In his first six starts for the Atlanta Braves, Charlie Morton held opponents scoreless in the first inning while allowing only three base-runners. That luck changed Friday, as seven of the nine Philadelphia Phillies he faced in the first reached base and the visitors posted a 6-0 lead while driving Morton from the game in a 12-2 Phillies win. 


Flaherty can hit, too

Shohei Ohtani is not the only MLB pitcher who can go deep at the plate. St Louis Cardinals ace Jack Flaherty crushed a pitch from former team-mate Austin Gomber of the Colorado Rockies for a 416-foot home run. On the mound, Flaherty allowed only three hits in seven innings as the Cardinals rolled to a 5-0 win.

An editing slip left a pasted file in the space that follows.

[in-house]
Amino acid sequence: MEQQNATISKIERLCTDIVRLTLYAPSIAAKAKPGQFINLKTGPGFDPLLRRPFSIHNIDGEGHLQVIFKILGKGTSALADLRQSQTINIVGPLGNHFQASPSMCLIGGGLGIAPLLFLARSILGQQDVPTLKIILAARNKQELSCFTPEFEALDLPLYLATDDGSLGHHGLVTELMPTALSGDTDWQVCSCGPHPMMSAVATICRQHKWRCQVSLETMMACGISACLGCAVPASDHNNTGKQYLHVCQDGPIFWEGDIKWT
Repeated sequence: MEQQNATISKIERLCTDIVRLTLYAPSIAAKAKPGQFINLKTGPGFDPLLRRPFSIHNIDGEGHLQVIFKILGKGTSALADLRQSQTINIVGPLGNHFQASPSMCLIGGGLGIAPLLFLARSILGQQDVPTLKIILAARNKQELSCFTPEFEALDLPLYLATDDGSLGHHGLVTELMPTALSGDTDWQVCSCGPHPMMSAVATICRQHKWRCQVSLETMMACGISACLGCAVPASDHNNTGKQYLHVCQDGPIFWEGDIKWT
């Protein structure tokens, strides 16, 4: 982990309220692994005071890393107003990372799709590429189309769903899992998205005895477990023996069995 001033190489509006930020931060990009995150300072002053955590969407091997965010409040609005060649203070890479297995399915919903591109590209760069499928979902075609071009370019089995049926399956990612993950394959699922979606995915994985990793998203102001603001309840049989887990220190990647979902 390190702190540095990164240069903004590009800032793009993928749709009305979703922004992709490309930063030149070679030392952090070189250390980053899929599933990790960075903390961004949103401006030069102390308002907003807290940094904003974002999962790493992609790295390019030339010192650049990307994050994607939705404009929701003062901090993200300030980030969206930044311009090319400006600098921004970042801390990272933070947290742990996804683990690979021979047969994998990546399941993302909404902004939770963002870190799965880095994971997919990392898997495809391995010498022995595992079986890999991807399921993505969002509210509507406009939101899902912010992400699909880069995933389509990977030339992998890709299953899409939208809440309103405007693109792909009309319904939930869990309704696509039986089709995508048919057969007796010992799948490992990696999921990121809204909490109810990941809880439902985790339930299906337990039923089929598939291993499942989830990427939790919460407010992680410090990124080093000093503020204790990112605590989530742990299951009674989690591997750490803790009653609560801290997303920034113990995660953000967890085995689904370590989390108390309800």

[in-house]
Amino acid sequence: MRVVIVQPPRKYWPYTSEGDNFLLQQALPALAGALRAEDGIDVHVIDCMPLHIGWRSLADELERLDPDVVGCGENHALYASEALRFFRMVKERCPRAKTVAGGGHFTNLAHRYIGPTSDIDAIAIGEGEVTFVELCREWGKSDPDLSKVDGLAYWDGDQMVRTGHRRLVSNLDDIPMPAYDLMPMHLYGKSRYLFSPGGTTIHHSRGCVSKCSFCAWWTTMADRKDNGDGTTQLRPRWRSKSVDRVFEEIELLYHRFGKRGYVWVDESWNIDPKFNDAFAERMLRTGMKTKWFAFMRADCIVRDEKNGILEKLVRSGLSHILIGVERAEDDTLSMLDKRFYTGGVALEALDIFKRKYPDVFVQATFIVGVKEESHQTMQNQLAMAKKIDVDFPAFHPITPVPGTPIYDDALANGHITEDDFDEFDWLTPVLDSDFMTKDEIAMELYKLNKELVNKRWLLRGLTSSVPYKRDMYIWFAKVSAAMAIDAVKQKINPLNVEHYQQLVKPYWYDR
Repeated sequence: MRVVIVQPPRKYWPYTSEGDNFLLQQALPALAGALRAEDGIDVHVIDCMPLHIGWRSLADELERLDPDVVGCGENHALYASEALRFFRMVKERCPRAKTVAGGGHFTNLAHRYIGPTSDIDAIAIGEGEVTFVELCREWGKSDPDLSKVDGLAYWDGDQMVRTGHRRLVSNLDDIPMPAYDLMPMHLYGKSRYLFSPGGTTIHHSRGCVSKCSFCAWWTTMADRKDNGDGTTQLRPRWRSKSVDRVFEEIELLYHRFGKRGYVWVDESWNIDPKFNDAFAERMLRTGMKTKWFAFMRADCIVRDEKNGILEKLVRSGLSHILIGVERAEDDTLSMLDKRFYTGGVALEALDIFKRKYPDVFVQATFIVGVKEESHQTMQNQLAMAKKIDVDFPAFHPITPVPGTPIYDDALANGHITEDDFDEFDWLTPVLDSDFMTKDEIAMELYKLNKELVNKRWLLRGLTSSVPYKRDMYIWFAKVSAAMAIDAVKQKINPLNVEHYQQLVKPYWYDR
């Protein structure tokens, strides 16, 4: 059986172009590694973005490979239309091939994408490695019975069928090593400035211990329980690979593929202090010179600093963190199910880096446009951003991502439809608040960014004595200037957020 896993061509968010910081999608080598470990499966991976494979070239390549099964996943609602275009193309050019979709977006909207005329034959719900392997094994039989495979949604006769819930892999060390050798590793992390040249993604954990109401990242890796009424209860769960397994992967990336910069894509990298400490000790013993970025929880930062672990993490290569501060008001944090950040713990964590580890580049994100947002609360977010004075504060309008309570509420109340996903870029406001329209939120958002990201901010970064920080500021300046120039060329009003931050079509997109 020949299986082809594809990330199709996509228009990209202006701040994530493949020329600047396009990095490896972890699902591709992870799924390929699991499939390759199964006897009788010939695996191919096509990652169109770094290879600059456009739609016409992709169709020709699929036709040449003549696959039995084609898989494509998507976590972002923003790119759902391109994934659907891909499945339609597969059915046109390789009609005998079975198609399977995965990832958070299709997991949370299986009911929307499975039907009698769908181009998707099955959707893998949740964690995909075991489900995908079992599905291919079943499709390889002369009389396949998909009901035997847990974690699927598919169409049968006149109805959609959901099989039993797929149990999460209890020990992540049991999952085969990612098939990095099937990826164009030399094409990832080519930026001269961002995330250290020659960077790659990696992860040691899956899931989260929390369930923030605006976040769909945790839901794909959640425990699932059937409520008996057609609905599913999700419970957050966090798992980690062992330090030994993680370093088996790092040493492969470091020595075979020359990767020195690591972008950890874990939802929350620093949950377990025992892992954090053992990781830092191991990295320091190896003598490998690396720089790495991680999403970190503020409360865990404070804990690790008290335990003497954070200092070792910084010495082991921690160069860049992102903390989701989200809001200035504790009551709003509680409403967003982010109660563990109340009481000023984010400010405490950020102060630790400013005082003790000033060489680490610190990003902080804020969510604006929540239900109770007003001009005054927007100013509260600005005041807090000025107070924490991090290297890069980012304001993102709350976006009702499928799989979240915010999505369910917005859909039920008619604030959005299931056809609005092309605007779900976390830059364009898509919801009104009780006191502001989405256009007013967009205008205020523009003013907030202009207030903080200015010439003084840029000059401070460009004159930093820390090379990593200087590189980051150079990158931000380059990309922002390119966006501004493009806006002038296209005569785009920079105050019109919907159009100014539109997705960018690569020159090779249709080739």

Friday's results

Chicago Cubs 3-2 Pittsburgh Pirates
Washington Nationals 11-4 New York Yankees
New York Mets 5-4 Arizona Diamondbacks
Miami Marlins 6-1 Milwaukee Brewers
Minnesota Twins 7-3 Detroit Tigers
Philadelphia Phillies 12-2 Atlanta Braves
Seattle Mariners 5-4 Texas Rangers
Boston Red Sox 6-2 Baltimore Orioles
Cincinnati Reds 3-0 Cleveland Indians
Houston Astros 10-4 Toronto Blue Jays
Chicago White Sox 3-0 Kansas City Royals
St Louis Cardinals 5-0 Colorado Rockies
Los Angeles Angels 9-2 Los Angeles Dodgers
Oakland Athletics 2-1 Tampa Bay Rays
San Francisco Giants 5-4 San Diego Padres


Nationals at Yankees

Two pitchers with impressive track records will be on display in New York as three-time Cy Young Award winner Max Scherzer (2-2, 2.54 ERA) and the Washington Nationals visit two-time Cy Young winner Corey Kluber (2-2, 3.03 ERA) and the Yankees.